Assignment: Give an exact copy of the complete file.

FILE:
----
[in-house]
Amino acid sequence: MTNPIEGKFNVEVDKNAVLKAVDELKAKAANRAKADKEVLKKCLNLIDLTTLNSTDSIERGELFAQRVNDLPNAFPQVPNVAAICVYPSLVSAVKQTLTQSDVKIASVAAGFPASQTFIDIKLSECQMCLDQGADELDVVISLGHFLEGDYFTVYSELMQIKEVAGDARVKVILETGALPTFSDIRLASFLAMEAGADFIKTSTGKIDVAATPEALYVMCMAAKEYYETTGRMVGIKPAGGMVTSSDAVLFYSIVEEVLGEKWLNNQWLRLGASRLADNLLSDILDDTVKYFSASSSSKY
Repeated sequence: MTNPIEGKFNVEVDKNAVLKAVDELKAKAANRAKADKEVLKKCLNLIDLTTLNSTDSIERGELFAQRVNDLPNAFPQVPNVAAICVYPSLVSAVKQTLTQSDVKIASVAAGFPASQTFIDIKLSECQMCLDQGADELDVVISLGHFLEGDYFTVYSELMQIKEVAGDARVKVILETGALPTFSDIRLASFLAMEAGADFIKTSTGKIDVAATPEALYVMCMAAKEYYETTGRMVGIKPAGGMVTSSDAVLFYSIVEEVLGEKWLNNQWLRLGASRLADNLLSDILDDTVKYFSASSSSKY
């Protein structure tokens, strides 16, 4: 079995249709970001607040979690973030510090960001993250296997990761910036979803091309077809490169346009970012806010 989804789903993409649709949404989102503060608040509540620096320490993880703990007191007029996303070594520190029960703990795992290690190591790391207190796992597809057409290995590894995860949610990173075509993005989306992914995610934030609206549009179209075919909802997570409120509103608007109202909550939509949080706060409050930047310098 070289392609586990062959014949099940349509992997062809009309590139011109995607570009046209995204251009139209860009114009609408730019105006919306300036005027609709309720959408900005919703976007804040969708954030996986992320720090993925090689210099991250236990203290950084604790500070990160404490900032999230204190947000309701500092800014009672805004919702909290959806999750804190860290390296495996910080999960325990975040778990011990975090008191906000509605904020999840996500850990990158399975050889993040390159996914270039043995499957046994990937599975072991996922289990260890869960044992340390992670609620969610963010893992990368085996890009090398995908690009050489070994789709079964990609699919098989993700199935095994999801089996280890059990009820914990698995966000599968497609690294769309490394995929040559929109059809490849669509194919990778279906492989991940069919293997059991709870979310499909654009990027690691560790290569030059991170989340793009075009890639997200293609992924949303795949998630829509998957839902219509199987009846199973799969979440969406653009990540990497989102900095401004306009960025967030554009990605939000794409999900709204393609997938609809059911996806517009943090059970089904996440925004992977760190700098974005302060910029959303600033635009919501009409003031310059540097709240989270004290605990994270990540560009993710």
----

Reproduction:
[in-house]
Amino acid sequence: MTNPIEGKFNVEVDKNAVLKAVDELKAKAANRAKADKEVLKKCLNLIDLTTLNSTDSIERGELFAQRVNDLPNAFPQVPNVAAICVYPSLVSAVKQTLTQSDVKIASVAAGFPASQTFIDIKLSECQMCLDQGADELDVVISLGHFLEGDYFTVYSELMQIKEVAGDARVKVILETGALPTFSDIRLASFLAMEAGADFIKTSTGKIDVAATPEALYVMCMAAKEYYETTGRMVGIKPAGGMVTSSDAVLFYSIVEEVLGEKWLNNQWLRLGASRLADNLLSDILDDTVKYFSASSSSKY
Repeated sequence: MTNPIEGKFNVEVDKNAVLKAVDELKAKAANRAKADKEVLKKCLNLIDLTTLNSTDSIERGELFAQRVNDLPNAFPQVPNVAAICVYPSLVSAVKQTLTQSDVKIASVAAGFPASQTFIDIKLSECQMCLDQGADELDVVISLGHFLEGDYFTVYSELMQIKEVAGDARVKVILETGALPTFSDIRLASFLAMEAGADFIKTSTGKIDVAATPEALYVMCMAAKEYYETTGRMVGIKPAGGMVTSSDAVLFYSIVEEVLGEKWLNNQWLRLGASRLADNLLSDILDDTVKYFSASSSSKY
């Protein structure tokens, strides 16, 4: 079995249709970001607040979690973030510090960001993250296997990761910036979803091309077809490169346009970012806010 989804789903993409649709949404989102503060608040509540620096320490993880703990007191007029996303070594520190029960703990795992290690190591790391207190796992597809057409290995590894995860949610990173075509993005989306992914995610934030609206549009179209075919909802997570409120509103608007109202909550939509949080706060409050930047310098 070289392609586990062959014949099940349509992997062809009309590139011109995607570009046209995204251009139209860009114009609408730019105006919306300036005027609709309720959408900005919703976007804040969708954030996986992320720090993925090689210099991250236990203290950084604790500070990160404490900032999230204190947000309701500092800014009672805004919702909290959806999750804190860290390296495996910080999960325990975040778990011990975090008191906000509605904020999840996500850990990158399975050889993040390159996914270039043995499957046994990937599975072991996922289990260890869960044992340390992670609620969610963010893992990368085996890009090398995908690009050489070994789709079964990609699919098989993700199935095994999801089996280890059990009820914990698995966000599968497609690294769309490394995929040559929109059809490849669509194919990778279906492989991940069919293997059991709870979310499909654009990027690691560790290569030059991170989340793009075009890639997200293609992924949303795949998630829509998957839902219509199987009846199973799969979440969406653009990540990497989102900095401004306009960025967030554009990605939000794409999900709204393609997938609809059911996806517009943090059970089904996440925004992977760190700098974005302060910029959303600033635009919501009409003031310059540097709240989270004290605990994270990540560009993710």